29 January 2014

With Arctic freezer door open, frigid air drains into USA and Eurasia, with Arctic unusually mild

by David Spratt

It's a cliche that a picture tells a story better than a thousand words, and it's really true in the case of this extraordinary map of weather modelling of northern hemisphere temperature anomalies (variations from the expected values based on climate records) for 29 January 2014:

21 January 2014

The why and how of radical emissions reductions: (1) Kevin Anderson

Prof. Kevin Anderson
First in a series

On 10-11 December 2013, a Radical Emissions Reduction Conference was held at the Royal Society, London under the auspices of the Tyndall Centre for Climate Change Research at the University of East Anglia. The conference's purpose was described as:
Today, in 2013, we face an unavoidably radical future. We either continue with rising emissions and reap the radical repercussions of severe climate change, or we acknowledge that we have a choice and pursue radical emission reductions: No longer is there a non-radical option. Moreover, low-carbon supply technologies cannot deliver the necessary rate of emission reductions – they need to be complemented with rapid, deep and early reductions in energy consumption – the rationale for this conference.

17 January 2014

A climate of denial grips Abbott government's holiday madness

by James Wight

While many of us were distracted in December by seasonal festivities and summer sports, the Abbott government quietly announced a number of actions which will exacerbate the climate problem, in the long-standing tradition of avoiding scrutiny by hiding unpopular announcements in holiday periods.

The government approved Adani’s T0 coal export terminal, and the dredging for two more coal export terminals, at Abbot Point. This will be the world’s biggest coal port and open up mining in the Galilee Basin, whose nine proposed mega-mines would export coal with annual emissions of 700 million tonnes of carbon dioxide, almost twice Australia’s domestic emissions and greater than the emissions of all but six countries. Four other fossil fuel projects were approved: an Arrow coal seam gas processing facility on Curtis Island, a transmission pipeline to supply it, Clive Palmer’s China First mine, and the Surat Gas Expansion.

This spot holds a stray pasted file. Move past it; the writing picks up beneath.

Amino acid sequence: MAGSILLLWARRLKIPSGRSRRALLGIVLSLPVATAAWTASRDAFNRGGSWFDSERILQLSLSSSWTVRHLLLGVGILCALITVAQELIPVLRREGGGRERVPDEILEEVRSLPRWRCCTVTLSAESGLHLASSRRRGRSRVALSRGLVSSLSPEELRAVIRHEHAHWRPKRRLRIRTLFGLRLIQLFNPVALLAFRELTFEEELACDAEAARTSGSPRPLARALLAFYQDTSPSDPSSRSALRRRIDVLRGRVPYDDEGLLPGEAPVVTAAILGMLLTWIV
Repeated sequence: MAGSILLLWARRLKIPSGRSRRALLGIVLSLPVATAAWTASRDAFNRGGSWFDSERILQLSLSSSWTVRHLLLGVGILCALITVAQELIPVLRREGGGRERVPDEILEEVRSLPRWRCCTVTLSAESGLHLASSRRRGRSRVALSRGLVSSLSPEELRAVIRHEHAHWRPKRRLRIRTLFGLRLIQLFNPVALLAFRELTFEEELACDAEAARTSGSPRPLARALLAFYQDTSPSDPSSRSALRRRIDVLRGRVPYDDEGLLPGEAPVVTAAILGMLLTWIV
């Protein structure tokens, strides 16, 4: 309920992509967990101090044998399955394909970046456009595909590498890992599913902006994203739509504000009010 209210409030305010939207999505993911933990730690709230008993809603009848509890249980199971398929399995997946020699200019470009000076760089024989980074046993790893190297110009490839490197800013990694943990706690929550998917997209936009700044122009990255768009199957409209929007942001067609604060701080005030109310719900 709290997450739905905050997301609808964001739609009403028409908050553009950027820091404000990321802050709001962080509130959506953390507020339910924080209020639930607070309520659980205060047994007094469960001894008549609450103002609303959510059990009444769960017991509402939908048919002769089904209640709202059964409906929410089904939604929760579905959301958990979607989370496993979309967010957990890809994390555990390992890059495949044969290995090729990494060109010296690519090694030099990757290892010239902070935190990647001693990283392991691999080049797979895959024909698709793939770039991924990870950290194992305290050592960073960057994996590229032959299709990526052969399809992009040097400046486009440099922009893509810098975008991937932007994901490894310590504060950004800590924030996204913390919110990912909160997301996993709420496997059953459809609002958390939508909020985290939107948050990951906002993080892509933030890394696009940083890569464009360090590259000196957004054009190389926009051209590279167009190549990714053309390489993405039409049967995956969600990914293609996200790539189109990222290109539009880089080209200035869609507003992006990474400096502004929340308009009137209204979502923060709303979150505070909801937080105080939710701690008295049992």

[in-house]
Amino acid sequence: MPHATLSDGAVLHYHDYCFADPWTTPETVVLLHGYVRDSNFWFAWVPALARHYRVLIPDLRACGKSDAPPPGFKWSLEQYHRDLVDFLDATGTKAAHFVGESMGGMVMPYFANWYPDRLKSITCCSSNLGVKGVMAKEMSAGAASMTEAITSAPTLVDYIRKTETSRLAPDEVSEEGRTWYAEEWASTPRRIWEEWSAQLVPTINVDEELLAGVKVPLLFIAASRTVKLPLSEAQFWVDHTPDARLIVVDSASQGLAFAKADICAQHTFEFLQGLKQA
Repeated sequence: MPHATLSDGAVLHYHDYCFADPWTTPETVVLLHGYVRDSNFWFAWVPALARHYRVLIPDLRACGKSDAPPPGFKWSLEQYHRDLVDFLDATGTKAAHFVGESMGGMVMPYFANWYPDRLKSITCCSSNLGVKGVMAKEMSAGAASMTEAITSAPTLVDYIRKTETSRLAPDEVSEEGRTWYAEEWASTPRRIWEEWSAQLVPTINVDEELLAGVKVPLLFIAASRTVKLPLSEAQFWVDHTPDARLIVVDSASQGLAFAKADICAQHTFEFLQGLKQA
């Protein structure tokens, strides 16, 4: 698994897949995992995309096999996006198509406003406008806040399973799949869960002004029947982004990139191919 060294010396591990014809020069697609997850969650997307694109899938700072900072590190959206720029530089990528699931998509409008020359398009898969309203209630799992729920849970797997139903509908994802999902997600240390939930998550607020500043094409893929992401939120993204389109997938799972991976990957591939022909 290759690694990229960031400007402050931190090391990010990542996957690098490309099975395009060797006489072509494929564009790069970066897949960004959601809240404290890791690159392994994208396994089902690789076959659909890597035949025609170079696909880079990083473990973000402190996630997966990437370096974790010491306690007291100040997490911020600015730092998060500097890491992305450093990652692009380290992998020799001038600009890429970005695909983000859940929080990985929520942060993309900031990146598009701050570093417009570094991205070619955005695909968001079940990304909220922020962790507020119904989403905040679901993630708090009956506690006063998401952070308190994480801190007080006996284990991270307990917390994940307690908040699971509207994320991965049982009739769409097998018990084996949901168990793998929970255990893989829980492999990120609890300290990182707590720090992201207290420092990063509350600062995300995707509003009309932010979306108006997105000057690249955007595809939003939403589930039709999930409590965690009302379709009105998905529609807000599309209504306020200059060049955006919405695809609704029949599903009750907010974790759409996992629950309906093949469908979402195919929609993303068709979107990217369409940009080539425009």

16 January 2014

Landmark TV series puts people at centre of the climate change story

Introduction: Regular readers of  this blog will know we have argued long and hard that to communicate climate change effectively and to maximise public engagement, people need to be put at the centre of the story, as for example here and here. So unusaly for a climate blog the often focuses on new science, there were smiles all round when this story from Joe Romm was published this week.

Click to watch preview
by Joe Romm, via Climate Progress

This April (2014), Showtime will start airing its ground-breaking climate change TV series on the experiences and personal stories of people whose lives have been touched by climate change. Years Of Living Dangerously is an 8-part series produced by the legendary storytellers and film-makers James Cameron, Arnold Schwarzenegger and Jerry Weintraub -– together with three former 60 Minutes producers who have 18 Emmys between them.

07 January 2014

Australia’s hottest year was no freak event: humans caused it

by Sophie Lewis and David Karoly, via The Conversation
Australia saw extreme heat and bushfires in 2013.
Flickr/Rossco ( Image Focus Australia )

The Bureau of Meteorology has confirmed that 2013 was the hottest year in Australia since records began in 1910.

Unusual heat was a persistent feature throughout the year. For the continent as a whole, we experienced our hottest day on record on January 7. Then January was the hottest month on record, and the 2012-13 summer was the hottest recorded for the nation.

The nation-wide temperature record set for the month of September exceeded the previous record by more than a degree. This was the largest temperature anomaly for any month yet recorded.

01 January 2014

Warming climate may cut cloud cover, push temperatures even higher

One of the great unknowns of climate science is what effect clouds have in accelerating or slowing warming. A new study sheds a disturbing light on their possible impact.

By Tim Radford, via Climate News Network

Australian and French scientists believe they have cracked one of the great puzzles of climate change and arrived at a more accurate prediction of future temperatures.

The news is not good, according to Steven Sherwood of Australia’s Centre for Excellence for Climate System Science at the University of New South Wales. If carbon emissions are not reduced, then by 2100 the world will have warmed by 4°C.